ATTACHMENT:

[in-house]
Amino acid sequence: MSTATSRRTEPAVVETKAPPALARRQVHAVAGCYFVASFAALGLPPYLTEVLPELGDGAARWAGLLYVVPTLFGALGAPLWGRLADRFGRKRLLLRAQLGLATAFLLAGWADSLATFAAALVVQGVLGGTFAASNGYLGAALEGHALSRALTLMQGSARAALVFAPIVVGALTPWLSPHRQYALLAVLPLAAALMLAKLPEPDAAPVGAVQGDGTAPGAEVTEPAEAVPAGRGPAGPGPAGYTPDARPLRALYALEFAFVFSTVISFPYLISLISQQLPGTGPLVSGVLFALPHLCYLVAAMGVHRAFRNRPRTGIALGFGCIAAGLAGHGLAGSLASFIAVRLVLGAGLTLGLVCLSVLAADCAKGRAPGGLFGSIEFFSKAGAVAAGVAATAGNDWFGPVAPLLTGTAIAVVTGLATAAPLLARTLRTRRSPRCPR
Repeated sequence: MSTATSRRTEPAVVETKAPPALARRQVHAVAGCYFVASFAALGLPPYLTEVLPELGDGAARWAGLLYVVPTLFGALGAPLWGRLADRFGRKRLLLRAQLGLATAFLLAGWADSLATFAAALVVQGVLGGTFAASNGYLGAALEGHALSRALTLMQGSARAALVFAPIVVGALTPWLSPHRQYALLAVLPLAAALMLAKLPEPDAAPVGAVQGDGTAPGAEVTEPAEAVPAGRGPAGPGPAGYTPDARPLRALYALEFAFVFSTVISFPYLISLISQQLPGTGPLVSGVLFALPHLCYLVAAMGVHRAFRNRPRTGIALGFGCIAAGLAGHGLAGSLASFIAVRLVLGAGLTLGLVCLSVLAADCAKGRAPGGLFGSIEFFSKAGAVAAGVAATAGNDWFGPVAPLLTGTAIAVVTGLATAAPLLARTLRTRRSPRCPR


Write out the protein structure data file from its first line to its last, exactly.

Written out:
[in-house]
Amino acid sequence: MSTATSRRTEPAVVETKAPPALARRQVHAVAGCYFVASFAALGLPPYLTEVLPELGDGAARWAGLLYVVPTLFGALGAPLWGRLADRFGRKRLLLRAQLGLATAFLLAGWADSLATFAAALVVQGVLGGTFAASNGYLGAALEGHALSRALTLMQGSARAALVFAPIVVGALTPWLSPHRQYALLAVLPLAAALMLAKLPEPDAAPVGAVQGDGTAPGAEVTEPAEAVPAGRGPAGPGPAGYTPDARPLRALYALEFAFVFSTVISFPYLISLISQQLPGTGPLVSGVLFALPHLCYLVAAMGVHRAFRNRPRTGIALGFGCIAAGLAGHGLAGSLASFIAVRLVLGAGLTLGLVCLSVLAADCAKGRAPGGLFGSIEFFSKAGAVAAGVAATAGNDWFGPVAPLLTGTAIAVVTGLATAAPLLARTLRTRRSPRCPR
Repeated sequence: MSTATSRRTEPAVVETKAPPALARRQVHAVAGCYFVASFAALGLPPYLTEVLPELGDGAARWAGLLYVVPTLFGALGAPLWGRLADRFGRKRLLLRAQLGLATAFLLAGWADSLATFAAALVVQGVLGGTFAASNGYLGAALEGHALSRALTLMQGSARAALVFAPIVVGALTPWLSPHRQYALLAVLPLAAALMLAKLPEPDAAPVGAVQGDGTAPGAEVTEPAEAVPAGRGPAGPGPAGYTPDARPLRALYALEFAFVFSTVISFPYLISLISQQLPGTGPLVSGVLFALPHLCYLVAAMGVHRAFRNRPRTGIALGFGCIAAGLAGHGLAGSLASFIAVRLVLGAGLTLGLVCLSVLAADCAKGRAPGGLFGSIEFFSKAGAVAAGVAATAGNDWFGPVAPLLTGTAIAVVTGLATAAPLLARTLRTRRSPRCPR